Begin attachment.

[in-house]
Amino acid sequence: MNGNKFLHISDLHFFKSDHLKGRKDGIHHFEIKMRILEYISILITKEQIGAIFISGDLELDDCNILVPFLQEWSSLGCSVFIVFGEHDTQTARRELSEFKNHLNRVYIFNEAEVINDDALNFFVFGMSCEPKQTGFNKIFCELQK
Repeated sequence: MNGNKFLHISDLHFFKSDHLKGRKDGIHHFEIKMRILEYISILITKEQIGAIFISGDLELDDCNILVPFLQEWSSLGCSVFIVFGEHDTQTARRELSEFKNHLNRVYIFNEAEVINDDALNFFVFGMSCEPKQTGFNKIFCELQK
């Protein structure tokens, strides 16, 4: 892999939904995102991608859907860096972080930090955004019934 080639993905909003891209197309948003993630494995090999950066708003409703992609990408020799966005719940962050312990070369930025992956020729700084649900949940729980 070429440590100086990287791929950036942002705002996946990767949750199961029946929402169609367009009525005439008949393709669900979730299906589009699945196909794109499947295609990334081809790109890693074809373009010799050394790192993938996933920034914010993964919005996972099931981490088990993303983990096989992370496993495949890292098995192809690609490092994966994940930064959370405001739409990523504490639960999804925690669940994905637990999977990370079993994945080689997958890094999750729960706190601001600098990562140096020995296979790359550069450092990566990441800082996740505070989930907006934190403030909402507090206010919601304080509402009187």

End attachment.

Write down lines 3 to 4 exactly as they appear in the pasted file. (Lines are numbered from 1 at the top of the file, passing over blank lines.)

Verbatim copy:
Repeated sequence: MNGNKFLHISDLHFFKSDHLKGRKDGIHHFEIKMRILEYISILITKEQIGAIFISGDLELDDCNILVPFLQEWSSLGCSVFIVFGEHDTQTARRELSEFKNHLNRVYIFNEAEVINDDALNFFVFGMSCEPKQTGFNKIFCELQK
């Protein structure tokens, strides 16, 4: 892999939904995102991608859907860096972080930090955004019934 080639993905909003891209197309948003993630494995090999950066708003409703992609990408020799966005719940962050312990070369930025992956020729700084649900949940729980 070429440590100086990287791929950036942002705002996946990767949750199961029946929402169609367009009525005439008949393709669900979730299906589009699945196909794109499947295609990334081809790109890693074809373009010799050394790192993938996933920034914010993964919005996972099931981490088990993303983990096989992370496993495949890292098995192809690609490092994966994940930064959370405001739409990523504490639960999804925690669940994905637990999977990370079993994945080689997958890094999750729960706190601001600098990562140096020995296979790359550069450092990566990441800082996740505070989930907006934190403030909402507090206010919601304080509402009187």